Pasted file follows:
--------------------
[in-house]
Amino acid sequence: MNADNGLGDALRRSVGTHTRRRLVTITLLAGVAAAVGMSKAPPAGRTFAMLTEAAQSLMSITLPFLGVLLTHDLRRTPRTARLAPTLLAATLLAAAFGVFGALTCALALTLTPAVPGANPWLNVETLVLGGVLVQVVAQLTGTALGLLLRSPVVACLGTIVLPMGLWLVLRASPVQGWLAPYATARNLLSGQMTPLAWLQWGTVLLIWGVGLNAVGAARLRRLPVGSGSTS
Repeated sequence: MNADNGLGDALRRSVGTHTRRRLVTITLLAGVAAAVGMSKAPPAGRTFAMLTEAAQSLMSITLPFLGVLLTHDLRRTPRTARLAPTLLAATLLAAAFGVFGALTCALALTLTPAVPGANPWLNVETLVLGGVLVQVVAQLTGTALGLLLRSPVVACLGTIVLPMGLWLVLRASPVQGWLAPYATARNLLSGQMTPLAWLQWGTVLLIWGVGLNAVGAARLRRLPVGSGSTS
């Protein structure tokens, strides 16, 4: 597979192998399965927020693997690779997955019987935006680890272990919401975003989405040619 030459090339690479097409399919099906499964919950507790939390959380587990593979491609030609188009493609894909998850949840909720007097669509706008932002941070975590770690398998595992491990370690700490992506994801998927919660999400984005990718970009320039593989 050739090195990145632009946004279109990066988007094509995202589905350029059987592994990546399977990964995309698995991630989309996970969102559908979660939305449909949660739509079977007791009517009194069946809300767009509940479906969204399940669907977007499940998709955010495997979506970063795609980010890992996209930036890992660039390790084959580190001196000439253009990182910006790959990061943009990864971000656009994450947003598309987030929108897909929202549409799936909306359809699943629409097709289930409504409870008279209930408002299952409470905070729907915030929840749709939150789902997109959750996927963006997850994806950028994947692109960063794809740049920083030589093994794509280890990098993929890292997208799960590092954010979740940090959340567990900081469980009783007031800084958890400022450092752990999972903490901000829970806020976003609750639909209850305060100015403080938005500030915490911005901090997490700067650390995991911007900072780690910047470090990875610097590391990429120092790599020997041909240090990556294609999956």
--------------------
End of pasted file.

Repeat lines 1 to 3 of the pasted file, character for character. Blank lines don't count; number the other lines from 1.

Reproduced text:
[in-house]
Amino acid sequence: MNADNGLGDALRRSVGTHTRRRLVTITLLAGVAAAVGMSKAPPAGRTFAMLTEAAQSLMSITLPFLGVLLTHDLRRTPRTARLAPTLLAATLLAAAFGVFGALTCALALTLTPAVPGANPWLNVETLVLGGVLVQVVAQLTGTALGLLLRSPVVACLGTIVLPMGLWLVLRASPVQGWLAPYATARNLLSGQMTPLAWLQWGTVLLIWGVGLNAVGAARLRRLPVGSGSTS
Repeated sequence: MNADNGLGDALRRSVGTHTRRRLVTITLLAGVAAAVGMSKAPPAGRTFAMLTEAAQSLMSITLPFLGVLLTHDLRRTPRTARLAPTLLAATLLAAAFGVFGALTCALALTLTPAVPGANPWLNVETLVLGGVLVQVVAQLTGTALGLLLRSPVVACLGTIVLPMGLWLVLRASPVQGWLAPYATARNLLSGQMTPLAWLQWGTVLLIWGVGLNAVGAARLRRLPVGSGSTS